Galápagos Islands Santiago

Day 3 in the Galápagos Islands brought us to Santiago Island, the second island that Charles Darwin visited during his explorations.

After a long night of navigation from Genovesa, (we were all dropping like flies that night because the waters were so choppy!), we arrived to a beautiful sunrise and the enchanting waters of Santiago Island. Our first land exploration was to Sullivan Bay, where we were able to walk across recent lava flow. Walking across this recent lava flow, the consequent barren landscape, and the heat emanating from the ground was a powerful reminder of nature’s dominance.

Galápagos Islands Santiago

Galápagos Islands Santiago

Galápagos Islands Santiago

I was so enchanted by the patterns in the lava. The pictured lava is called pahoehoe lava, the Hawaiian term for this smooth, ropy lava. Also in abundance on the island is aa (AH-ah!) lava. One guess why it is called this? Well, the term aa lava is also of Hawaiian origin, and very aptly refers to the sound you make as you walk across the lava when barefoot. Victor (our guide), was barefoot the entire excursion and never once did he say, “AH-ah!” Strong man. On a less technical note, the designs in the more feet-friendly pahoehoe lava reminded me of a David Yurman crossover bracelet or ring…yep, I went there.

Galápagos Islands Santiago

After exploring Sullivan Bay, we snorkeled the surrounding waters, then went back to the boat to navigate towards Bartolomé, home to the most pictured rock in all of the Galápagos, the Pinnacle Rock (below). Pinnacle Rock was formed during a volcanic eruption that shot up and ultimately created this picturesque Galápagos spot.

Galápagos Islands Bartolome

Galápagos Islands Bartolome

Galápagos Islands Bartolome

Before the panga dropped us off in a small bay opposite Pinnacle Rock, a spot that led us to a beautiful viewpoint that was worth the climb, we got to see some penguins! Anyways, the hike to the viewpoint is dotted with fun formations of lava that visitors are allowed to pick up. Surprisingly, they are SO heavy. I mean, look how strong we are below! Just kidding. It is actually really light. Lame joke.

Galápagos Islands Bartolome    Galápagos Islands Bartolome

Galápagos Islands Bartolome

Galápagos Islands Bartolome

Our visit to Santiago and Bartolomé was one of my favorites over the eight days. I cannot begin to describe the amount of wildlife, living freely within their natural habitat. The Galápagos Natural Park has done a wonderful job allowing tourists to enter, without disturbing the animals.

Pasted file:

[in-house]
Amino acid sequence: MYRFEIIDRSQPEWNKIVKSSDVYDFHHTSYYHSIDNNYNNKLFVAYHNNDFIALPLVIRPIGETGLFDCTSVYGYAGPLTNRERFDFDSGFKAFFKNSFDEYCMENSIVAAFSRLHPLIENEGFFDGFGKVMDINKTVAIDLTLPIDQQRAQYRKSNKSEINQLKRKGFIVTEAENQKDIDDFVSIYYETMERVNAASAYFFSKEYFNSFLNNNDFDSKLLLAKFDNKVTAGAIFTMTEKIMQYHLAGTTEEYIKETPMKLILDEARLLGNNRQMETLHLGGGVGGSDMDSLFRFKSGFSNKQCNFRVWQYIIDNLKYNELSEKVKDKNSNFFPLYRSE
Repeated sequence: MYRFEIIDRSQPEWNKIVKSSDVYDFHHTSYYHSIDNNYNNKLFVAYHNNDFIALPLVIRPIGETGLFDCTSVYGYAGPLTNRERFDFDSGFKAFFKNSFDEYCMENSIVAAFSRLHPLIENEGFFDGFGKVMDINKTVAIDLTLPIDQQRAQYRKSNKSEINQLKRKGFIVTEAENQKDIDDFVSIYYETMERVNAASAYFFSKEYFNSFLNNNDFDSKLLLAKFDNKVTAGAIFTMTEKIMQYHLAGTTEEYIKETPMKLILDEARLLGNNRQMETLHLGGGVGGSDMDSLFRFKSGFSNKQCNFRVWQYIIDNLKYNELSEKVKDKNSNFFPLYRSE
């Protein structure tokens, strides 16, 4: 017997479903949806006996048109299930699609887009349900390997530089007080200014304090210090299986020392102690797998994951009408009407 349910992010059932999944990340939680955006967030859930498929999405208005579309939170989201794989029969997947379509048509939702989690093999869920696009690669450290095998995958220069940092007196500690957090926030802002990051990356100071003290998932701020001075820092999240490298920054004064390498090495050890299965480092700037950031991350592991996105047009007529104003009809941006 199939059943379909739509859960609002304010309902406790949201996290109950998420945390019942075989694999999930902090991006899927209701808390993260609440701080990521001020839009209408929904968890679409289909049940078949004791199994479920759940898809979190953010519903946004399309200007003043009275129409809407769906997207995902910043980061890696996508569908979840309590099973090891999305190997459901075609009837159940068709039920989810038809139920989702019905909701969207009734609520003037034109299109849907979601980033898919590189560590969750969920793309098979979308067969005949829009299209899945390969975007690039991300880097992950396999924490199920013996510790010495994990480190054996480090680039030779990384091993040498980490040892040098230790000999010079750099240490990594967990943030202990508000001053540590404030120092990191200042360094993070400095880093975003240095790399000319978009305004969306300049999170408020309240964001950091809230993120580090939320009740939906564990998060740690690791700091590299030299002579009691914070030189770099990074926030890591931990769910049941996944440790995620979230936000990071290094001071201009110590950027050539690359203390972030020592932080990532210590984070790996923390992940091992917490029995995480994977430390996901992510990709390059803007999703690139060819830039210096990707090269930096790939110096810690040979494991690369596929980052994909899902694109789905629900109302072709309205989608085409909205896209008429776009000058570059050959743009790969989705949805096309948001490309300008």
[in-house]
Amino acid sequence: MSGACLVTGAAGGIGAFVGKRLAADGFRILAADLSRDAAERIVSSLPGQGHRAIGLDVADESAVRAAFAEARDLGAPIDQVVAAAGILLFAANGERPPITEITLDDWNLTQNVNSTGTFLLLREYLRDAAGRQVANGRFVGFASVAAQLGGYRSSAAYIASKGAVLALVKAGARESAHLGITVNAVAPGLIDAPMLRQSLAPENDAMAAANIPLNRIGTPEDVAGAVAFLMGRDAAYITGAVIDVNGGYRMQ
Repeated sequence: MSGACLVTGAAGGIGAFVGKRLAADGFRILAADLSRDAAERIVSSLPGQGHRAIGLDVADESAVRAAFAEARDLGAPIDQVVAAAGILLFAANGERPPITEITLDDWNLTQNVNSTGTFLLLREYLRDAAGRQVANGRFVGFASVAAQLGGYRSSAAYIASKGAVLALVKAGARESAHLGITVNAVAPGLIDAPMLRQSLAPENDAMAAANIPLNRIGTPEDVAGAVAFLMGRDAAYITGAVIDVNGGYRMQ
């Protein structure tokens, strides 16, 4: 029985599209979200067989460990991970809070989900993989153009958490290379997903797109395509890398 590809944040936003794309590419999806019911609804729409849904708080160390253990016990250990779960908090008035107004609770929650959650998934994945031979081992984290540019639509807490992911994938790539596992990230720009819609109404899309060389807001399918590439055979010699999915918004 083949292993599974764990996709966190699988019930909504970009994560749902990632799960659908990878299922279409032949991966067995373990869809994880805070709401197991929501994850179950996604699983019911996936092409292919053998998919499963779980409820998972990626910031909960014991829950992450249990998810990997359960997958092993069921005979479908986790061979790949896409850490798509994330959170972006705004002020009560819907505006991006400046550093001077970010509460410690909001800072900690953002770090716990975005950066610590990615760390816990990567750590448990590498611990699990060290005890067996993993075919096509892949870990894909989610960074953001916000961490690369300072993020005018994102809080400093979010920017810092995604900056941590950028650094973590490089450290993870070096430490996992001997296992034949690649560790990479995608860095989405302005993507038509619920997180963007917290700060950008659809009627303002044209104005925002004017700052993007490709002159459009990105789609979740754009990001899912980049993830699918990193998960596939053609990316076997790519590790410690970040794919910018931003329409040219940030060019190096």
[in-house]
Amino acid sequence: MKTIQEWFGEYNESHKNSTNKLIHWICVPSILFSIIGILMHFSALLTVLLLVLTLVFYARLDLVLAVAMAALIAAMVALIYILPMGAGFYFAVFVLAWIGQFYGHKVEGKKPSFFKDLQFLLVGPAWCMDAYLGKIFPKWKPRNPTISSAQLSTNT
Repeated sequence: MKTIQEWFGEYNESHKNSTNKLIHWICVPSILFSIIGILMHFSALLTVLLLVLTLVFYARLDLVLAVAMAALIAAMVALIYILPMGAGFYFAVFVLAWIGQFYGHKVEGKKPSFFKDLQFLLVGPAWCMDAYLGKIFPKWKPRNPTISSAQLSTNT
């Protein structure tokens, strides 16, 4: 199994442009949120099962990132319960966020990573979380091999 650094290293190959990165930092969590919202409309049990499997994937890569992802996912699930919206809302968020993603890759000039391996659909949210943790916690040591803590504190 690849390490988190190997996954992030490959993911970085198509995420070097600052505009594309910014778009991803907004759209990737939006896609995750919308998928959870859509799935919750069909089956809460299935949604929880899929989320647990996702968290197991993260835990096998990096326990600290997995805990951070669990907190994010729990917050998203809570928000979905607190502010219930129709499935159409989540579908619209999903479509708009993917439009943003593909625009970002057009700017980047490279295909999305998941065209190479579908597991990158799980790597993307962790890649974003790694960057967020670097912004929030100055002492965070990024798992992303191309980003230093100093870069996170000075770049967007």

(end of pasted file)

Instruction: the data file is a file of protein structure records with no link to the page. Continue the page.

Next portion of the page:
We are currently in Santiago, Chile, follow along here!

LocationLOCATION: Galápagos Islands

  1. First of all, I just came across your blog and I must tell you I am in love with the name. And all the posts. And the look of it. And these photos. And I just followed you on bloglovin’. Okay, I’m done now.

    Much Love |

  2. Wow! As a geography lover myself, I am (once again) so jealous! Wonderful photos as always – I can’t wait to see where you end up next.

    Emily x

  3. Amazing! What a place to go. You two are really on a fantastic trip. Particularly love the shot of the rippled black lava and you standing triumphantly with the rock. And great pants, by the way. : )

    Enjoy the travels! Fun to follow.


    • Haha! Can’t slip anything by a fashionista like you! I know my pants are pretty awful, but they are so practical while traveling…they can be pants, capris and SHORTS! So many different ways to wear them and they are comfortable. Cannot ignore comfort in when traveling long distances haha

    • Thank you Nancy! Galapagos is such a unique place in the world and I recognize how privileged I am to have been able to visit.

  4. WHo’d have thought Lava was so beautiful! What amazing formations. My Mum loves visiting the island of Lanzarote in the Canary Islands because she loves searching through the volcanic sands for citrine crystals! x

    • Right?!? The lava really is so beautiful! I have never been to the Canary Islands, but now that I am a lava lover, I might need to research it.

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